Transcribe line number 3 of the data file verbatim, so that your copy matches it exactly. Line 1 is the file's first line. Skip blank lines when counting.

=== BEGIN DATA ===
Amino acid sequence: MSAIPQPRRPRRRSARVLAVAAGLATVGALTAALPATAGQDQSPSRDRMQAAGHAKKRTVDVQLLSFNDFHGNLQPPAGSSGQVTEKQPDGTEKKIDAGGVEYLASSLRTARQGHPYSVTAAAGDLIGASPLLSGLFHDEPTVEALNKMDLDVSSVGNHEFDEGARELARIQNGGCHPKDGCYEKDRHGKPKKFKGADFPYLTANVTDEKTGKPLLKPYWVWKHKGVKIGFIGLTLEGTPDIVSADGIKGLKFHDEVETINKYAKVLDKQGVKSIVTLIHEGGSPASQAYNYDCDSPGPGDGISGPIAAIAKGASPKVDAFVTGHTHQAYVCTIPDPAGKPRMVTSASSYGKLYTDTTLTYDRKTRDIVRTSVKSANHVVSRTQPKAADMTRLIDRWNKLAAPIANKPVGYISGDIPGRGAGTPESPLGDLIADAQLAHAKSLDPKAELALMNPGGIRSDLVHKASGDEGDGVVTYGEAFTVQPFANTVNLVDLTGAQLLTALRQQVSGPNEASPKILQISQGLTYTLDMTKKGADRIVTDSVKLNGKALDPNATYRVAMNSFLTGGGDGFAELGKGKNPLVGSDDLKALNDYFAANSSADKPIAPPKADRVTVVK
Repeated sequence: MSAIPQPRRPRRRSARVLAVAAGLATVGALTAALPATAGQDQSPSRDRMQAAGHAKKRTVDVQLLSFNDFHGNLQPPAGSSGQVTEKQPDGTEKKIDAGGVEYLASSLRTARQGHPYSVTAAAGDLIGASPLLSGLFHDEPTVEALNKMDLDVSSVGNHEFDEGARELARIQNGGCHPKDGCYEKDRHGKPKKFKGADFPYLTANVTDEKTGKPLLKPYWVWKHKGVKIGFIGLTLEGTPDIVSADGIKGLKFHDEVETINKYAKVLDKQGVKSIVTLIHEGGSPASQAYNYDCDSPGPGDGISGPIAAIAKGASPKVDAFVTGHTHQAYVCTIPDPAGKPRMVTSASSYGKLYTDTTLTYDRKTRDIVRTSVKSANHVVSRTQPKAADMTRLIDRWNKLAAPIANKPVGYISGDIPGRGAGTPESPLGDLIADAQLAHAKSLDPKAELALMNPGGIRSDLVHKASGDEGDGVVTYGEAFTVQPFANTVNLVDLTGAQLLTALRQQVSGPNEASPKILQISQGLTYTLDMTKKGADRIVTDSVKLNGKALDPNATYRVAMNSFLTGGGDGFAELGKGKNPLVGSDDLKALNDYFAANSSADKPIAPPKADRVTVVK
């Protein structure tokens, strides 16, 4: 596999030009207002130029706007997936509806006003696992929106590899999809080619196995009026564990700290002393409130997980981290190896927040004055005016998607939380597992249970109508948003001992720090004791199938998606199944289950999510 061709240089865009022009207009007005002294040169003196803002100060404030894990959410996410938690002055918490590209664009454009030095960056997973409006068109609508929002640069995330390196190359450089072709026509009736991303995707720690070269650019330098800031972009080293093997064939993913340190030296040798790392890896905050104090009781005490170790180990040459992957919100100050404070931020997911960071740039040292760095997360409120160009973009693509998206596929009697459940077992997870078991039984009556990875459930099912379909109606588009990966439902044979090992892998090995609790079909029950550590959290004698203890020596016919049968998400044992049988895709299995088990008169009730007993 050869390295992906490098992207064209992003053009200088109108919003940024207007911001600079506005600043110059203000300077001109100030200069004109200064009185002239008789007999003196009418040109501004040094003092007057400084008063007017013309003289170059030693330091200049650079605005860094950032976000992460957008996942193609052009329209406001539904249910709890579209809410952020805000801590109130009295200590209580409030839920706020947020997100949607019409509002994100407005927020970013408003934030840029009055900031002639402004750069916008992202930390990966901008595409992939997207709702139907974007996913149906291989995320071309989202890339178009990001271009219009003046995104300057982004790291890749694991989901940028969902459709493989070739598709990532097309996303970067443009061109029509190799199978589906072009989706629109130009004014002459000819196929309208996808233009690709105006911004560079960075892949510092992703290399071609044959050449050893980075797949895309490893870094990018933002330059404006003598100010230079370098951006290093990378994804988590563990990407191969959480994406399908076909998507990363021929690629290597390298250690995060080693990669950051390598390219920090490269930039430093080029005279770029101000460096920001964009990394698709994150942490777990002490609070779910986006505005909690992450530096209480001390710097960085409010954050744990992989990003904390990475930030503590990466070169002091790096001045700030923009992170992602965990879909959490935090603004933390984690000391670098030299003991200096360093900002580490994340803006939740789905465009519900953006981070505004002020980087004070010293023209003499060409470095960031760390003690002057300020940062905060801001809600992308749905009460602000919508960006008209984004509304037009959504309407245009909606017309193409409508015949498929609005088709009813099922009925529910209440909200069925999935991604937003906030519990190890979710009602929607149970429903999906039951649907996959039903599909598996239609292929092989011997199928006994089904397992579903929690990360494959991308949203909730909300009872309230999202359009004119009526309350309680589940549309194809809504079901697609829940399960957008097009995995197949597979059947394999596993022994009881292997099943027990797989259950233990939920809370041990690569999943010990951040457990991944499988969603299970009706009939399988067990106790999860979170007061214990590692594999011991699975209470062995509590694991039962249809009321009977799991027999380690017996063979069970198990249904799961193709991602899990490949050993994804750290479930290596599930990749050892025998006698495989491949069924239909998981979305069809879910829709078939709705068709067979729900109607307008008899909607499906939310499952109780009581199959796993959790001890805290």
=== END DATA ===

């Protein structure tokens, strides 16, 4: 596999030009207002130029706007997936509806006003696992929106590899999809080619196995009026564990700290002393409130997980981290190896927040004055005016998607939380597992249970109508948003001992720090004791199938998606199944289950999510 061709240089865009022009207009007005002294040169003196803002100060404030894990959410996410938690002055918490590209664009454009030095960056997973409006068109609508929002640069995330390196190359450089072709026509009736991303995707720690070269650019330098800031972009080293093997064939993913340190030296040798790392890896905050104090009781005490170790180990040459992957919100100050404070931020997911960071740039040292760095997360409120160009973009693509998206596929009697459940077992997870078991039984009556990875459930099912379909109606588009990966439902044979090992892998090995609790079909029950550590959290004698203890020596016919049968998400044992049988895709299995088990008169009730007993 050869390295992906490098992207064209992003053009200088109108919003940024207007911001600079506005600043110059203000300077001109100030200069004109200064009185002239008789007999003196009418040109501004040094003092007057400084008063007017013309003289170059030693330091200049650079605005860094950032976000992460957008996942193609052009329209406001539904249910709890579209809410952020805000801590109130009295200590209580409030839920706020947020997100949607019409509002994100407005927020970013408003934030840029009055900031002639402004750069916008992202930390990966901008595409992939997207709702139907974007996913149906291989995320071309989202890339178009990001271009219009003046995104300057982004790291890749694991989901940028969902459709493989070739598709990532097309996303970067443009061109029509190799199978589906072009989706629109130009004014002459000819196929309208996808233009690709105006911004560079960075892949510092992703290399071609044959050449050893980075797949895309490893870094990018933002330059404006003598100010230079370098951006290093990378994804988590563990990407191969959480994406399908076909998507990363021929690629290597390298250690995060080693990669950051390598390219920090490269930039430093080029005279770029101000460096920001964009990394698709994150942490777990002490609070779910986006505005909690992450530096209480001390710097960085409010954050744990992989990003904390990475930030503590990466070169002091790096001045700030923009992170992602965990879909959490935090603004933390984690000391670098030299003991200096360093900002580490994340803006939740789905465009519900953006981070505004002020980087004070010293023209003499060409470095960031760390003690002057300020940062905060801001809600992308749905009460602000919508960006008209984004509304037009959504309407245009909606017309193409409508015949498929609005088709009813099922009925529910209440909200069925999935991604937003906030519990190890979710009602929607149970429903999906039951649907996959039903599909598996239609292929092989011997199928006994089904397992579903929690990360494959991308949203909730909300009872309230999202359009004119009526309350309680589940549309194809809504079901697609829940399960957008097009995995197949597979059947394999596993022994009881292997099943027990797989259950233990939920809370041990690569999943010990951040457990991944499988969603299970009706009939399988067990106790999860979170007061214990590692594999011991699975209470062995509590694991039962249809009321009977799991027999380690017996063979069970198990249904799961193709991602899990490949050993994804750290479930290596599930990749050892025998006698495989491949069924239909998981979305069809879910829709078939709705068709067979729900109607307008008899909607499906939310499952109780009581199959796993959790001890805290």